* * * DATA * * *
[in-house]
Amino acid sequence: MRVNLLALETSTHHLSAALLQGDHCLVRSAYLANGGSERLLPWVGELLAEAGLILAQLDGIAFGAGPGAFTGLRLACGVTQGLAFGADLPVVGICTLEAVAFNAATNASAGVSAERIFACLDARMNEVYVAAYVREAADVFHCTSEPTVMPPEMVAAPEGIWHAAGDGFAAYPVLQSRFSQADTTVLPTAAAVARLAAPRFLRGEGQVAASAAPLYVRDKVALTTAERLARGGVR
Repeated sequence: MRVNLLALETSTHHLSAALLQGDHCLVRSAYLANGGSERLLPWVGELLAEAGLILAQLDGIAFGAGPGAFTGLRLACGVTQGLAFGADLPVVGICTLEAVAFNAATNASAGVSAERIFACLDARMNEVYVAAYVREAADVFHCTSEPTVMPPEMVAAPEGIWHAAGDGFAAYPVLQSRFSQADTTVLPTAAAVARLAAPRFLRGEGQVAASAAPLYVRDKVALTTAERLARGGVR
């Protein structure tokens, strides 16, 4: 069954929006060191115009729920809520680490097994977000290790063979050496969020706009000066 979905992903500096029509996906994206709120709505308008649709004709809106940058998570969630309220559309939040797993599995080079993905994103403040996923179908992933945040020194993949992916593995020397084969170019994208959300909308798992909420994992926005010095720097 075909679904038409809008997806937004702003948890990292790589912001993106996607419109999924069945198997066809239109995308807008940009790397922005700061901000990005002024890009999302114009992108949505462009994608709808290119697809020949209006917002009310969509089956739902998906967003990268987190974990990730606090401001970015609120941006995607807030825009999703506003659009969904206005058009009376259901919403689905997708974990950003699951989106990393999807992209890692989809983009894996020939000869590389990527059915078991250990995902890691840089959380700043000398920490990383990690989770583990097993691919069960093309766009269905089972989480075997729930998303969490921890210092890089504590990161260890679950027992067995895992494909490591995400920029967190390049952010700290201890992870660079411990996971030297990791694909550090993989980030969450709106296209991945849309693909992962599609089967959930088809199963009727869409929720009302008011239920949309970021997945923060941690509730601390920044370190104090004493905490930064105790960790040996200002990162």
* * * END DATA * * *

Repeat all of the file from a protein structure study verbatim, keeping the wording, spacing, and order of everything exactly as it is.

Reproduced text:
[in-house]
Amino acid sequence: MRVNLLALETSTHHLSAALLQGDHCLVRSAYLANGGSERLLPWVGELLAEAGLILAQLDGIAFGAGPGAFTGLRLACGVTQGLAFGADLPVVGICTLEAVAFNAATNASAGVSAERIFACLDARMNEVYVAAYVREAADVFHCTSEPTVMPPEMVAAPEGIWHAAGDGFAAYPVLQSRFSQADTTVLPTAAAVARLAAPRFLRGEGQVAASAAPLYVRDKVALTTAERLARGGVR
Repeated sequence: MRVNLLALETSTHHLSAALLQGDHCLVRSAYLANGGSERLLPWVGELLAEAGLILAQLDGIAFGAGPGAFTGLRLACGVTQGLAFGADLPVVGICTLEAVAFNAATNASAGVSAERIFACLDARMNEVYVAAYVREAADVFHCTSEPTVMPPEMVAAPEGIWHAAGDGFAAYPVLQSRFSQADTTVLPTAAAVARLAAPRFLRGEGQVAASAAPLYVRDKVALTTAERLARGGVR
């Protein structure tokens, strides 16, 4: 069954929006060191115009729920809520680490097994977000290790063979050496969020706009000066 979905992903500096029509996906994206709120709505308008649709004709809106940058998570969630309220559309939040797993599995080079993905994103403040996923179908992933945040020194993949992916593995020397084969170019994208959300909308798992909420994992926005010095720097 075909679904038409809008997806937004702003948890990292790589912001993106996607419109999924069945198997066809239109995308807008940009790397922005700061901000990005002024890009999302114009992108949505462009994608709808290119697809020949209006917002009310969509089956739902998906967003990268987190974990990730606090401001970015609120941006995607807030825009999703506003659009969904206005058009009376259901919403689905997708974990950003699951989106990393999807992209890692989809983009894996020939000869590389990527059915078991250990995902890691840089959380700043000398920490990383990690989770583990097993691919069960093309766009269905089972989480075997729930998303969490921890210092890089504590990161260890679950027992067995895992494909490591995400920029967190390049952010700290201890992870660079411990996971030297990791694909550090993989980030969450709106296209991945849309693909992962599609089967959930088809199963009727869409929720009302008011239920949309970021997945923060941690509730601390920044370190104090004493905490930064105790960790040996200002990162």